In this file:


·         Animal rights protesters take their case to court

·         Can “ag-gag” prevent secretly filming at livestock facilities?



Animal rights protesters take their case to court


Julie Johnson, The Press Democrat

via Argus Courier - February 5, 2019


About two dozen animal welfare activists in blue T-shirts filled a Sonoma County courtroom Monday and spilled out into the hallway to show support for members of their group arrested last year on suspicion of trespassing onto a Petaluma- area poultry farm and taking chickens away.


Members of the animal rights group, Direct Action Everywhere, have staged repeated protests at Sonoma County farms where chickens and eggs are raised for food. The demonstrations, which started last year, have resulted in dozens of arrests after some activists went onto private property to, in their view, rescue chickens that appeared to be in distress.


The group’s animal welfare mission is butting up against the private property rights of farmers, who say their livelihoods are being unfairly targeted by a group opposed to raising animals for food.


Local ranchers said they are feeling threatened by the tactics of an activist group willing to trespass onto private property and take animals while risking the spread of disease.


With 21 activists facing a variety of felony and misdemeanor charges, Direct Action Everywhere’s public demonstrations have increasingly spread into the hallways of Sonoma County’s courthouse in Santa Rosa.


“Our mission is to show the public what’s happening behind these closed doors and help people make decisions,” said Wayne Hsiung, 37, a tax attorney from Berkeley and a leader within the group’s Bay Area chapter. “Our democracy can’t live without transparency. ... When we expose cruelty in factory farms and slaughterhouses, we do that with the public interest at heart.”


On Monday, activists Jon Frohnmayer, 34, and Rachel Ziegler, 26, both of Berkeley, pleaded not guilty in Sonoma County Superior Court to a total of 12 crimes, including four counts of second-degree commercial burglary and one of theft of domestic fowl. Convictions could bring a maximum sentence of seven years in jail or, at minimum, probation, according to the Sonoma County District Attorney’s Office.


Their preliminary hearing will take place May 23 and 24, coming on the heels of another preliminary hearing for other protesters, including Hsiung, scheduled to start May 3.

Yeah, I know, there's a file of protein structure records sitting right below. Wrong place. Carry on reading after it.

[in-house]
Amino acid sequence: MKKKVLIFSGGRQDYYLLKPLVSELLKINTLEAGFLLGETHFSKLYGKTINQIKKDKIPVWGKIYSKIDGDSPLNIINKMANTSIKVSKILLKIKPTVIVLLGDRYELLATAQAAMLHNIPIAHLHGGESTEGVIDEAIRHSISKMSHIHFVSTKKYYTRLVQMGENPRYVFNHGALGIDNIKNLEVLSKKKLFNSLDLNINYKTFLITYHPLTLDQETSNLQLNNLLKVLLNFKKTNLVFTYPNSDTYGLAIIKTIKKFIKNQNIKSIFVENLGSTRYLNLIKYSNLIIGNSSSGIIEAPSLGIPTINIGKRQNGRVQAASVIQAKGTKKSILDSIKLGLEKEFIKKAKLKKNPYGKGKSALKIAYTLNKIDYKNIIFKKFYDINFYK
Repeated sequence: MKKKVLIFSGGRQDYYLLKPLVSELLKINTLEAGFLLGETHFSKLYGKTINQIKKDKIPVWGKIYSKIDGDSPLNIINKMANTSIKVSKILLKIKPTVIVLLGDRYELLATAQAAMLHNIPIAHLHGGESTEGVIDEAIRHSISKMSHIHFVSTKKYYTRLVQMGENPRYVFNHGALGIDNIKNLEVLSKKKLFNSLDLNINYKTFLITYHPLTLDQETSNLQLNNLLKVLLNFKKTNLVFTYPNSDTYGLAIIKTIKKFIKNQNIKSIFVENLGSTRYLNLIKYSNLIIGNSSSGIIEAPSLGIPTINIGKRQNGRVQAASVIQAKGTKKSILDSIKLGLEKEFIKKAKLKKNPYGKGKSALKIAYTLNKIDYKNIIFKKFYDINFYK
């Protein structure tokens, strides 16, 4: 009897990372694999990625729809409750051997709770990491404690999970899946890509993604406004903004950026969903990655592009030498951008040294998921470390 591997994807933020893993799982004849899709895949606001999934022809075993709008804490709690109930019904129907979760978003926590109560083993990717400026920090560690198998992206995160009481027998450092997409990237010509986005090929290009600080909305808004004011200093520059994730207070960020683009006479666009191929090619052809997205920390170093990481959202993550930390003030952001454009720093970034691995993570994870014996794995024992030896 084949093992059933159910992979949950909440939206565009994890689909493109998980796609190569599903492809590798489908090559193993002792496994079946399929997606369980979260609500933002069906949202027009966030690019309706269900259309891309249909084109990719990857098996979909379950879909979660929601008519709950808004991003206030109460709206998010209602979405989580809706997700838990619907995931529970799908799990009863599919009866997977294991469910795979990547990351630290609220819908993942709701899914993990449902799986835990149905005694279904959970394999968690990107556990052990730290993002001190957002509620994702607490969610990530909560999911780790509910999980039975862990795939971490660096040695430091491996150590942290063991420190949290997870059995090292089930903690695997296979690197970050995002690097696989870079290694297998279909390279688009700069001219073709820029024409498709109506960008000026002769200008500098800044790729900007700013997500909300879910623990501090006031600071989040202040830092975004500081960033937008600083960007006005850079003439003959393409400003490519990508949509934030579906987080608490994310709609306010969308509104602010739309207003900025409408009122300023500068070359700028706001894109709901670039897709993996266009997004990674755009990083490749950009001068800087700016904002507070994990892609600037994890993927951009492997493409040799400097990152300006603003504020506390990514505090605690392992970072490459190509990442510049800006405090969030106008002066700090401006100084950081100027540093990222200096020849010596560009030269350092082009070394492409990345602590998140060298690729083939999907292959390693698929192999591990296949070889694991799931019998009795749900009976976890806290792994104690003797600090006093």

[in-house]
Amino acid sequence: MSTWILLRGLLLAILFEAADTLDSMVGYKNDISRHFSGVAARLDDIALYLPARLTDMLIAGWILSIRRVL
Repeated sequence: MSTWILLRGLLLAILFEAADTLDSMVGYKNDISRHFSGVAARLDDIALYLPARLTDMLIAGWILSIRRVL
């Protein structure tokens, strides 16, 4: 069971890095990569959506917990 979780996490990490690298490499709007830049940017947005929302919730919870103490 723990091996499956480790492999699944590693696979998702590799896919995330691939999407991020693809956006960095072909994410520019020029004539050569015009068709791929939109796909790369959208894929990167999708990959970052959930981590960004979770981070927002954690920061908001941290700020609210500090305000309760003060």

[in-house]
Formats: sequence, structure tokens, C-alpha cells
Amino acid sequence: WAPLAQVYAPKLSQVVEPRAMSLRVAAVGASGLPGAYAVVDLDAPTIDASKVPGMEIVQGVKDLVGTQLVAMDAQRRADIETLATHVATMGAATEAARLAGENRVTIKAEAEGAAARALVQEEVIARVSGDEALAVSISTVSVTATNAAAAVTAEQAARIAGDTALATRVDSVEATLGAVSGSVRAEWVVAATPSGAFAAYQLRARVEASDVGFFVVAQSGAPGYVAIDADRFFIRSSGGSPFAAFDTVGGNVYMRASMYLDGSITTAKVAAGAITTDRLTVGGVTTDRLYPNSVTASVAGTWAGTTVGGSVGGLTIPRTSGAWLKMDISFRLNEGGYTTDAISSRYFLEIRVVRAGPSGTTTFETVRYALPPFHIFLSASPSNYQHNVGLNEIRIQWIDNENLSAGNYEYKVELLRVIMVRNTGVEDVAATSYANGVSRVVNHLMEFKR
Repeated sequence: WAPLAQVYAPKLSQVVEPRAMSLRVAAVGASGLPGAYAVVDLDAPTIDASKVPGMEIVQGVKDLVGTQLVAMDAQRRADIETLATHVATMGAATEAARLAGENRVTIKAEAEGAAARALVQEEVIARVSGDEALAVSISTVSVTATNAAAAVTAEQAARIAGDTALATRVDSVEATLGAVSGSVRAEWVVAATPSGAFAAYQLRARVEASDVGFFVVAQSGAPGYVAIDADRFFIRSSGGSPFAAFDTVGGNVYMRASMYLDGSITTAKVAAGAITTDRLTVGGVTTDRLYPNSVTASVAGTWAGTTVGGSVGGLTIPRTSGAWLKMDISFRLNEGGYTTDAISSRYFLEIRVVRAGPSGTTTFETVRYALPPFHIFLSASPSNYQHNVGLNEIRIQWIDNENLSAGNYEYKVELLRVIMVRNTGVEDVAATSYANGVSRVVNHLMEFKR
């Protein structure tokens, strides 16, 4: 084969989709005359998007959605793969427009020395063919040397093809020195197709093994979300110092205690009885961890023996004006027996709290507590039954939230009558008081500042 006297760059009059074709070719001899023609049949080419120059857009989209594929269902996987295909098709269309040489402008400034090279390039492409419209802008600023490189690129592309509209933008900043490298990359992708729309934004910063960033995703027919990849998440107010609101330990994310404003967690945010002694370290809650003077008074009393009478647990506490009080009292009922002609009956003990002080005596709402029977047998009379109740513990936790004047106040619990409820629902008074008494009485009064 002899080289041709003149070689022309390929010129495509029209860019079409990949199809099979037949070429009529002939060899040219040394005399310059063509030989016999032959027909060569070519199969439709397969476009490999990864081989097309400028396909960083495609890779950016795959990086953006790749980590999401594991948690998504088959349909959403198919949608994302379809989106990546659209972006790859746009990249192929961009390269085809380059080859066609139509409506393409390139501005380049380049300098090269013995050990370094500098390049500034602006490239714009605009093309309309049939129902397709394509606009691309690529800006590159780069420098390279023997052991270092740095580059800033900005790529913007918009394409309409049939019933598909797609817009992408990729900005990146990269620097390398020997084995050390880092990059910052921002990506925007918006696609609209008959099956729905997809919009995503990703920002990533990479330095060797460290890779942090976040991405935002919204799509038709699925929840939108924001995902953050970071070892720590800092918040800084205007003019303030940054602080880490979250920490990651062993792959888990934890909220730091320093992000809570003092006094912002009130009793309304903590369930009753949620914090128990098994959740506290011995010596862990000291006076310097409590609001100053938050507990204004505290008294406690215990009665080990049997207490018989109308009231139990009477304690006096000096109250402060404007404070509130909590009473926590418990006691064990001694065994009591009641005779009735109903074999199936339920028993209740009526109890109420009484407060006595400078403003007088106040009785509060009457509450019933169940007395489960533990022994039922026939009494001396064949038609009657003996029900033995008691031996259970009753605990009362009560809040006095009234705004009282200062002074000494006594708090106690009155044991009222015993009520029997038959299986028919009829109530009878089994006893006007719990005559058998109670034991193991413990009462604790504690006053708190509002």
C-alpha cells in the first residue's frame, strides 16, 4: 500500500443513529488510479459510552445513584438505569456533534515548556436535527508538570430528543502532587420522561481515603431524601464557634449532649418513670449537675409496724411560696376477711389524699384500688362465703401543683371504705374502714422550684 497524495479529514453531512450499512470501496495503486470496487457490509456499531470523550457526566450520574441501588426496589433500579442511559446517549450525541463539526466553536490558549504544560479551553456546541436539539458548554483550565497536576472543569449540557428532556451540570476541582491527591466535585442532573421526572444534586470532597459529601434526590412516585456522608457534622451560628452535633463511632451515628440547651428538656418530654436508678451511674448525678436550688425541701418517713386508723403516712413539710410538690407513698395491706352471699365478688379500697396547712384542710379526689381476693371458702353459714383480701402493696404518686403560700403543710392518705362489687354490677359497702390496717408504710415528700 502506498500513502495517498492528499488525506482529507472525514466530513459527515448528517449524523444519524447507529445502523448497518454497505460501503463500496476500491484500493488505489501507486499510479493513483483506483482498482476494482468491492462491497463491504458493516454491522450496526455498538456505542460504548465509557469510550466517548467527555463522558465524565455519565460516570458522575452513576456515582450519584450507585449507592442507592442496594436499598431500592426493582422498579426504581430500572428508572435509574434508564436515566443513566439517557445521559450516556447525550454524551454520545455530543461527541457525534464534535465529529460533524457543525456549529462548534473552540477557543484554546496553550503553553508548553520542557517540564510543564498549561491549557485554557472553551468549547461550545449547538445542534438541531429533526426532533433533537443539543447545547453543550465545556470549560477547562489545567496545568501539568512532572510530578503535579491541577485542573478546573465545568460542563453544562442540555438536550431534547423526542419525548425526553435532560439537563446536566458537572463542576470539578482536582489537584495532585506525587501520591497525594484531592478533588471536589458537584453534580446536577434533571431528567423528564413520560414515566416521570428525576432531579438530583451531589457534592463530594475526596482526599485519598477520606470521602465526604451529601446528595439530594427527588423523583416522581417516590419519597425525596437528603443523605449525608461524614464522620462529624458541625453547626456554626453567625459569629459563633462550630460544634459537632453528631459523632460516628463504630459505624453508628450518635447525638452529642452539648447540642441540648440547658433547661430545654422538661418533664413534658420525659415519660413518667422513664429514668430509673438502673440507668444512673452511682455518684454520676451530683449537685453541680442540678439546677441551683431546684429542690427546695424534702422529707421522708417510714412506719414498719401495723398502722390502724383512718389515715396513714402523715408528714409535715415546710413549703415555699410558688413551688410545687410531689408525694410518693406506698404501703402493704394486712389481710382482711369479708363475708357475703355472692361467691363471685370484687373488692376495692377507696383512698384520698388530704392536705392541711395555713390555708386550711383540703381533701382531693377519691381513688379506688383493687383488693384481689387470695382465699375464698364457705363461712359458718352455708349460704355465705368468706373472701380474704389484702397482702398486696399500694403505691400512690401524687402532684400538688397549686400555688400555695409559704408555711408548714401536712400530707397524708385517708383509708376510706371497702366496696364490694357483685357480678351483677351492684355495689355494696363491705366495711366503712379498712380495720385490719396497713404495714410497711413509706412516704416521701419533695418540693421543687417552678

After Monday’s appearance, members of the group crowded into the front lobby of the District Attorney’s Office, where they tried to get an appointment with top prosecutor Jill Ravitch.


An office representative turned the group away after accepting a letter for Ravitch imploring her office to meet with them and hear their concerns about animal conditions...





Can “ag-gag” prevent secretly filming at livestock facilities?


By Ellen Essman, Sr. Research Associate, Ohio State University Agricultural & Resource Law Program

via Ohio's Country Journal - February 5, 2019


Nationwide, it seems as though “ag-gag” laws are being challenged and overturned left and right. “Ag-gag” is the term for laws that prevent undercover journalists, investigators, animal rights advocates, and other whistleblowers from secretly filming or recording at livestock facilities. “Ag-gag” also describes laws which make it illegal for undercover persons to use deception to obtain employment at livestock facilities. Many times, the laws were actually passed in response to under-cover investigations which illuminated conditions for animals raised at large industrial farms. Some of the videos and reports produced were questionable in nature — they either set-up the employees and the farms, or they were released without a broader context of farm operations. The laws were meant to protect the livestock industry from reporting that might be critical of their operations — obtained through deception and without context, or otherwise.


Here in Ohio, we do not have an ag-gag law; instead we have the Ohio Livestock Care Standards, which are rules for the care of livestock in the state. The rules are made by the Ohio Livestock Care Standards Board, which is made up of farmers, food safety experts, farmers’ organizations, veterinarians, the dean of the agriculture department from an Ohio college or university, consumers, and county humane society representatives. There are standards for the care of different species of livestock, as well as standards for euthanizing livestock, feeding and watering livestock, transporting livestock, etc. Violating the standards could lead to civil penalties. Part of the thinking behind the Livestock Care Standards was that by bringing together farmers, veterinarians, and animal welfare representatives, among others, all sides would be represented, and therefore ag-gag laws and deceptive reporting could be avoided. The laws regarding the Ohio Livestock Care Standards can be found here, and the regulations here.


Kansas law challenged ...


Iowa law overturned ... 


Future not looking good for ag-gag laws ...


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